Finally, finally my plans for a newsletter have come to fruition. What has changed? A not so little something called Covid-19, which has kept me extremely close to home. Among other things, we are no longer able to go from event to event with our books. There is no point in mincing words: This is a big loss for us as we sell many books this way. However, the pandemic has given me more time to focus on my writing, including the newsletter that I have put off for the past four years. I guess this falls under the category that it’s an ill wind that blows no good because no two ways about it, Covid-19 has been a very ill wind indeed.
Just in time for Out of Time, here is the first official Hinterlands Press Newsletter, which will now be published the second week of each month, with occasional brief updates if something cool happens.
Speaking of cool...here is the cover for Out of Time, created by the talented James T. Egan of Bookfly Design. I know we shouldn’t have favorites, but I do believe that of all three this is my favorite cover. And note how our baby has grown: Maya now looks like a young woman. But as Indiana Jones once famously said, it’s not the years, it’s the mileage, and zipping to and fro in our universe, Maya has put on some serious mileage.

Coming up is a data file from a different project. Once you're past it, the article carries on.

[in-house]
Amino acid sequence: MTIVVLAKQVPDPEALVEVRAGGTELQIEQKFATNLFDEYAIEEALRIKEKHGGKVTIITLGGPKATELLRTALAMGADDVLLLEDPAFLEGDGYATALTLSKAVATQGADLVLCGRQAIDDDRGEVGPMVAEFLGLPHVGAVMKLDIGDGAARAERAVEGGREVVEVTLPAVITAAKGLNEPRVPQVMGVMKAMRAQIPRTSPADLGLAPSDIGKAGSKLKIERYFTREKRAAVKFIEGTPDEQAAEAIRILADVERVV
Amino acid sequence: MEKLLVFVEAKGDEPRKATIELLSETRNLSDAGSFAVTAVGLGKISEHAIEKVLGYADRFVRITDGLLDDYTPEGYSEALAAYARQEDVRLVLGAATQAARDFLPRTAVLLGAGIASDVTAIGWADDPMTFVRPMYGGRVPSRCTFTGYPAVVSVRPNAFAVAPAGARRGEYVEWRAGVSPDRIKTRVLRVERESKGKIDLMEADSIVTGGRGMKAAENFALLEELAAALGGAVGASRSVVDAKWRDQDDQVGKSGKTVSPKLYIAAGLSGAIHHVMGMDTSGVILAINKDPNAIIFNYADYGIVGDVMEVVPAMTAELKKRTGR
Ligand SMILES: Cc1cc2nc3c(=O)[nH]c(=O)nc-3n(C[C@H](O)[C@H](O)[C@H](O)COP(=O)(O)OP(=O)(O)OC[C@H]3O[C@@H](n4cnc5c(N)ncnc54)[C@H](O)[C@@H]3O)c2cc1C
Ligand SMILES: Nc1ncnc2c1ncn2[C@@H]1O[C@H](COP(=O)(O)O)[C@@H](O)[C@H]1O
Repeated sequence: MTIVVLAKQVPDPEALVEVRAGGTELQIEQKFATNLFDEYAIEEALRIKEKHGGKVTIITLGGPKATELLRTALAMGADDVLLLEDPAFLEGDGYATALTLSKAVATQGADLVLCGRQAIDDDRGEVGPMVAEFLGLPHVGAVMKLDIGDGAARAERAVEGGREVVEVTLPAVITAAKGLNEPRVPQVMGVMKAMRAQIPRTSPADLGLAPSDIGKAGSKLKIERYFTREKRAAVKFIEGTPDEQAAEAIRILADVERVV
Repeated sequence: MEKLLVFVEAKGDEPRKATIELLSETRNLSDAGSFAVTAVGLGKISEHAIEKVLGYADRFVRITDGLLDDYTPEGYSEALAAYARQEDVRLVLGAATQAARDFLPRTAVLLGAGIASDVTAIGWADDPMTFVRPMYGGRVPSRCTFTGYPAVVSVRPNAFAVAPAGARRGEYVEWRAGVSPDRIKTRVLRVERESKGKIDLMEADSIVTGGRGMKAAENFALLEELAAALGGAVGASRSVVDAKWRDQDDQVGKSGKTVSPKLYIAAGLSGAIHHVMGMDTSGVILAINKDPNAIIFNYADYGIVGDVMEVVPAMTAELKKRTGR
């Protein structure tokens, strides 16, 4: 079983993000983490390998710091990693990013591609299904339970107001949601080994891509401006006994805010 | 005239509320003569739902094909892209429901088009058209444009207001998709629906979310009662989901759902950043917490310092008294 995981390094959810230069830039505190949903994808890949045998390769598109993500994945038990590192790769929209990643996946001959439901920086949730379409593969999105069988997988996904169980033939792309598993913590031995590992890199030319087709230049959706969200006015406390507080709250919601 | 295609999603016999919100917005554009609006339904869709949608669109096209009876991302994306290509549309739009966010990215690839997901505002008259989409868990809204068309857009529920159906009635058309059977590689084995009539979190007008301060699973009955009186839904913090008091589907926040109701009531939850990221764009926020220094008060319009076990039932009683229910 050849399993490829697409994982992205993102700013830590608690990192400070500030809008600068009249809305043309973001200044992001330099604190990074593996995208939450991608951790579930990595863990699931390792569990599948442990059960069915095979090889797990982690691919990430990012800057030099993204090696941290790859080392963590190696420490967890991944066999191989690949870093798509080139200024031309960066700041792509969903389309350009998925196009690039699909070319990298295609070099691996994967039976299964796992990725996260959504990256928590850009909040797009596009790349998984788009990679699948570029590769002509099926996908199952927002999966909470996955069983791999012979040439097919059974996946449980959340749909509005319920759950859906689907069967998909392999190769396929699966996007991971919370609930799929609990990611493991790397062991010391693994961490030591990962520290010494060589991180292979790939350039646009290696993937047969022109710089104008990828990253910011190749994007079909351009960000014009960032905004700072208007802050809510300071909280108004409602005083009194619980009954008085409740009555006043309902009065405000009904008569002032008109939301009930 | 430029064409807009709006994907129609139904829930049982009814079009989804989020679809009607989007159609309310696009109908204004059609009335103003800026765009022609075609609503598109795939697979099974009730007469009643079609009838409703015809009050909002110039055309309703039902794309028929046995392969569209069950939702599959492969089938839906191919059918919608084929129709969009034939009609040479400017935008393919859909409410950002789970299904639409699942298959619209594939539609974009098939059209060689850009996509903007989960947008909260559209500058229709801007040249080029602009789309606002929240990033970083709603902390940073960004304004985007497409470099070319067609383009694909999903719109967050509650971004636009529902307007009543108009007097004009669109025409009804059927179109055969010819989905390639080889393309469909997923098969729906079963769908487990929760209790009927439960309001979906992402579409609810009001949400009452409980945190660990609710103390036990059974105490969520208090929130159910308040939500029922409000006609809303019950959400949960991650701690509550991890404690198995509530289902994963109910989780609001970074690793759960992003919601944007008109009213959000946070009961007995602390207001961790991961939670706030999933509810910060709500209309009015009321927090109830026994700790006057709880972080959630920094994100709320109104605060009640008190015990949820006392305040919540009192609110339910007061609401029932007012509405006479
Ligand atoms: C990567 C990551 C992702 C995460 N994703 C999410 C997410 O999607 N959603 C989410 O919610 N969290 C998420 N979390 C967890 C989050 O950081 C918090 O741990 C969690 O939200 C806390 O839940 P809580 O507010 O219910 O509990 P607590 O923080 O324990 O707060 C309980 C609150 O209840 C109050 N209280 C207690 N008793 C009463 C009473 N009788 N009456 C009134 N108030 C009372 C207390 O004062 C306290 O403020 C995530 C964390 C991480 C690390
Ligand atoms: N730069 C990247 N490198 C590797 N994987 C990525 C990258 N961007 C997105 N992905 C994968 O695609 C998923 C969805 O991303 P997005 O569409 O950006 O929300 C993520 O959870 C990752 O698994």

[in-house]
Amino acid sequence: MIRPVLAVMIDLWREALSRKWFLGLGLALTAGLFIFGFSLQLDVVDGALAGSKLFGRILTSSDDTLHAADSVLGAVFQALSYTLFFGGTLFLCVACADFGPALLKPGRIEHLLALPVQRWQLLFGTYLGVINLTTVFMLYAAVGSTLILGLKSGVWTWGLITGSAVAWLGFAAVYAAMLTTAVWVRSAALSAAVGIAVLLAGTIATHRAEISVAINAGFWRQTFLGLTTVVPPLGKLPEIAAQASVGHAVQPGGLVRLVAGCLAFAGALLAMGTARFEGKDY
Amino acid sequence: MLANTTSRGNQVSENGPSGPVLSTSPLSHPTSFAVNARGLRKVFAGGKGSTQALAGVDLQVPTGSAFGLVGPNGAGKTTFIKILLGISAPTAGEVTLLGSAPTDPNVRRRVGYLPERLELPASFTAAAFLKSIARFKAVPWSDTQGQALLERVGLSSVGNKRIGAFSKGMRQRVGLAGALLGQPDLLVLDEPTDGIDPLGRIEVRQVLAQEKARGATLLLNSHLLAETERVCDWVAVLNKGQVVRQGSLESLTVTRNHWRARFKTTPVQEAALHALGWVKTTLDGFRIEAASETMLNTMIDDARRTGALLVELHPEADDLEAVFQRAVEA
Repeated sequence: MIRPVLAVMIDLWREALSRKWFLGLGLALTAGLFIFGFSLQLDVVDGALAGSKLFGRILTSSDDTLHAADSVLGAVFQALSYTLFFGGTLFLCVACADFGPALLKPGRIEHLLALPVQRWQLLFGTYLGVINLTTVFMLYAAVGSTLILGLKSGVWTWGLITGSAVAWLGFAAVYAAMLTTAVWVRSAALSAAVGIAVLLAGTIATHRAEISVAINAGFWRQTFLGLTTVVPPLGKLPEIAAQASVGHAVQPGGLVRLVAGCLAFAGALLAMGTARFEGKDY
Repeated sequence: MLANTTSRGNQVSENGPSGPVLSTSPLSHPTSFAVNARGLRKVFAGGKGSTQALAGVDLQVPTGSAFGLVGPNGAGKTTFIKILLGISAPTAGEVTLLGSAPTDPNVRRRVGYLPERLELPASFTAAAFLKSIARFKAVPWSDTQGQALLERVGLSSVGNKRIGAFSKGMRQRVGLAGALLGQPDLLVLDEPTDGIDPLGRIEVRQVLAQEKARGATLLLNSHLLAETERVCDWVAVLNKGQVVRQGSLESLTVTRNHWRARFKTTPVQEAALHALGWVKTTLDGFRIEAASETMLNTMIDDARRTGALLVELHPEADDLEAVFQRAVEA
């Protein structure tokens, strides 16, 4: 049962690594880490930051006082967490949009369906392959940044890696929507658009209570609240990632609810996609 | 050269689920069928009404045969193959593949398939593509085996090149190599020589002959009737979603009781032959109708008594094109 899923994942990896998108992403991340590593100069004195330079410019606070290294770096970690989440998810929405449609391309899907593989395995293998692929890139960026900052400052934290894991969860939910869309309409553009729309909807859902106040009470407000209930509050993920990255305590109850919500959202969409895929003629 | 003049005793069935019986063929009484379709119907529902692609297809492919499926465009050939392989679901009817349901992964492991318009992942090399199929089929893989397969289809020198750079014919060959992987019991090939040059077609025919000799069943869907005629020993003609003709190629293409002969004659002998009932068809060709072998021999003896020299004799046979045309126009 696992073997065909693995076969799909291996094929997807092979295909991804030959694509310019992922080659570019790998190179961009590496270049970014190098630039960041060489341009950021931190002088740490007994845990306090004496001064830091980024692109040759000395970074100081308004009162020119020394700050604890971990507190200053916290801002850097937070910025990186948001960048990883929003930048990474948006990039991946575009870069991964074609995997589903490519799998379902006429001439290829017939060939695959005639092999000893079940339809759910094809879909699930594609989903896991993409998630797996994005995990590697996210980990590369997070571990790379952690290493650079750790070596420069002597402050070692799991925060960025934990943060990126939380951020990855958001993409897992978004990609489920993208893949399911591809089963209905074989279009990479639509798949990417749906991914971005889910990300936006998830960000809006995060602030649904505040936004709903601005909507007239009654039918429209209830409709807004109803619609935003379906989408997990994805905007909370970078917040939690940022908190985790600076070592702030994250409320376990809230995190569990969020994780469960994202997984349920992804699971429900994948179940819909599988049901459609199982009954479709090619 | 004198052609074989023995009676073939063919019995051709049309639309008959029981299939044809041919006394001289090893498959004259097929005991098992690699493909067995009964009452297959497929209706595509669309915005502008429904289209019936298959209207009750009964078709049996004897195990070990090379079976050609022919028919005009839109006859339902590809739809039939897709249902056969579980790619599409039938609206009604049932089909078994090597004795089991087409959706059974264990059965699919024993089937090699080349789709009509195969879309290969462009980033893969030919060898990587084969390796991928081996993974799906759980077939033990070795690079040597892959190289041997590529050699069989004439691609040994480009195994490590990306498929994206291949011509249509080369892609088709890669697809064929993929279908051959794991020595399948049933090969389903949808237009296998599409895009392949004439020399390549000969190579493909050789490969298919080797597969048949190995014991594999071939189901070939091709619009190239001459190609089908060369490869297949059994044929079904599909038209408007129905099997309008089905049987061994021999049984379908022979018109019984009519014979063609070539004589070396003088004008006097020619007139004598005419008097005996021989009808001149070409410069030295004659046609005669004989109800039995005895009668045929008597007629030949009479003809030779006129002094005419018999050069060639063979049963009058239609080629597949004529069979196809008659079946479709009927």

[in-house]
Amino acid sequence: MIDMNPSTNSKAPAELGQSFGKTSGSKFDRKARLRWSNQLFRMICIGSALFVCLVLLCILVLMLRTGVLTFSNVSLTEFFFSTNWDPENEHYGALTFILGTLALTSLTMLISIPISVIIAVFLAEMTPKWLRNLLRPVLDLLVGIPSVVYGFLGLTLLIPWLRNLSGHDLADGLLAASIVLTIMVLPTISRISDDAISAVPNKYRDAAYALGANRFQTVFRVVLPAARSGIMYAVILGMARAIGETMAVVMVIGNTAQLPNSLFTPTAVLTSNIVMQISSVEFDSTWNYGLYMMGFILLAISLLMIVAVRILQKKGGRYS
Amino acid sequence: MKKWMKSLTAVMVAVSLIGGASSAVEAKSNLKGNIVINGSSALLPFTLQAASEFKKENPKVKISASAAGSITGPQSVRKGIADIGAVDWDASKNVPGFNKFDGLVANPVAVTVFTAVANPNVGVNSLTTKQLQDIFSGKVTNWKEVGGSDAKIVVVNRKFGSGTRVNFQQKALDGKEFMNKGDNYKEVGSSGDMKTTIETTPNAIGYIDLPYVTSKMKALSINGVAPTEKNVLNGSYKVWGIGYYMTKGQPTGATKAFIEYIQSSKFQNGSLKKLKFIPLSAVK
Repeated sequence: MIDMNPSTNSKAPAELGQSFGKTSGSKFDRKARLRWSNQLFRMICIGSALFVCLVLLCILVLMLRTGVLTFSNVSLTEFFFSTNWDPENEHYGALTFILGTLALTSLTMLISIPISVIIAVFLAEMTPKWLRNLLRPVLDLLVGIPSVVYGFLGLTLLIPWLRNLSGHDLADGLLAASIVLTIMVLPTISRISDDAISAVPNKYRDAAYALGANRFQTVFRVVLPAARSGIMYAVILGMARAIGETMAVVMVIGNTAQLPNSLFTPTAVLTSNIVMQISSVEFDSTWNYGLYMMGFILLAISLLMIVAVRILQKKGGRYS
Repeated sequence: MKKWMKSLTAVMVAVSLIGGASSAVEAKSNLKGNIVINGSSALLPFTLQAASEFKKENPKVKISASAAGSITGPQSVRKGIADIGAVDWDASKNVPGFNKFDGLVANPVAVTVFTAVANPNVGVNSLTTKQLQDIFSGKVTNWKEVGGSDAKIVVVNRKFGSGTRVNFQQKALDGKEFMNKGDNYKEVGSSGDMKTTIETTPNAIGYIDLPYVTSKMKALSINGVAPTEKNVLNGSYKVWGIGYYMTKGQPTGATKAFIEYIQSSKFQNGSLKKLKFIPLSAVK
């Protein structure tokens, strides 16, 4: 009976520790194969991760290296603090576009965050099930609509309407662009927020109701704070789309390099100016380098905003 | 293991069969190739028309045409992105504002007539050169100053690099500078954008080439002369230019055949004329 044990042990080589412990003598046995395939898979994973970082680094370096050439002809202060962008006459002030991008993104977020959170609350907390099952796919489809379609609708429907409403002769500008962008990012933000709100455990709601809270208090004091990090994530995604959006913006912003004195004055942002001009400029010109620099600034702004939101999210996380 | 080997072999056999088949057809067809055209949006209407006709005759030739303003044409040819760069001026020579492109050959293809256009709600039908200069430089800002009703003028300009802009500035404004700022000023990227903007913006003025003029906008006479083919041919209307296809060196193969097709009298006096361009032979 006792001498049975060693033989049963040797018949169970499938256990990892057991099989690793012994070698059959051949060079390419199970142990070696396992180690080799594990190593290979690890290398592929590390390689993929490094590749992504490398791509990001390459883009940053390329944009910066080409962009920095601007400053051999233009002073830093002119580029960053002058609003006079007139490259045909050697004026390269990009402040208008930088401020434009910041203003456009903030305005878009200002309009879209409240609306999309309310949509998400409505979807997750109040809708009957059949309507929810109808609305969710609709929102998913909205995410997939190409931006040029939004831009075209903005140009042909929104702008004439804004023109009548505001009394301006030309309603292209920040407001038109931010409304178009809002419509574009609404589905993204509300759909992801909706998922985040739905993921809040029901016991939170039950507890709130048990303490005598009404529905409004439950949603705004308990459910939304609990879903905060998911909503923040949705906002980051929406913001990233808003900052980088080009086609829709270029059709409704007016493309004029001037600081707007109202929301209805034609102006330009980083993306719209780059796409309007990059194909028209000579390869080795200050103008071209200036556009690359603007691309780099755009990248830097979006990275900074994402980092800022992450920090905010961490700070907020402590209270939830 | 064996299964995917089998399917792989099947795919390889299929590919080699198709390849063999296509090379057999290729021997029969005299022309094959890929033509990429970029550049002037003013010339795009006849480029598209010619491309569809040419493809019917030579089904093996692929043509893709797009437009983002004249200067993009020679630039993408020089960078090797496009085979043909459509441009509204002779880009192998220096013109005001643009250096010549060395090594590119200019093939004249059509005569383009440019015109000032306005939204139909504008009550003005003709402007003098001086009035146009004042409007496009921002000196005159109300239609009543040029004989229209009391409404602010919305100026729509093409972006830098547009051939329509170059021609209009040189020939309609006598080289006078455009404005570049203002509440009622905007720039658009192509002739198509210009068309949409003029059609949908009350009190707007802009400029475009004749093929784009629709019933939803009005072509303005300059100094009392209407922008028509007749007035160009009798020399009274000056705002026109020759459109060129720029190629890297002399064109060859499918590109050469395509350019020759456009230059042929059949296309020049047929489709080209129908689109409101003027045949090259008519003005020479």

In Out of Time, with her new team—Will, Jay, and Lexie—Maya sets out to a place called Elferterre, a dimension ruled by Magic rather than by Time. In Elferterre, Maya and her team embark on a quest to steal a magical key and lock from a powerful elf named Galli. In Elferterre—green and mysterious with a touch of steampunk—Maya, Will, Jay, and Lexie encounter allies and foes, including a talking cat, a witch, sprites, ogres, imps, and a mechanical horse. All the while, Magic swirls around Elferterre, enhancing the good and bad in every creature that Maya and her team meet.
To celebrate the publication of Out of Time, we will be giving away a signed copy of our new book as well as three calendars featuring a map of Norlander, Elferterre. To enter the giveaway contest go to Hinterlandspress.com.
Giveaway entries will be accepted from 11/14/2020 through 11/28/2020. The drawing will be held on 12/1/2010.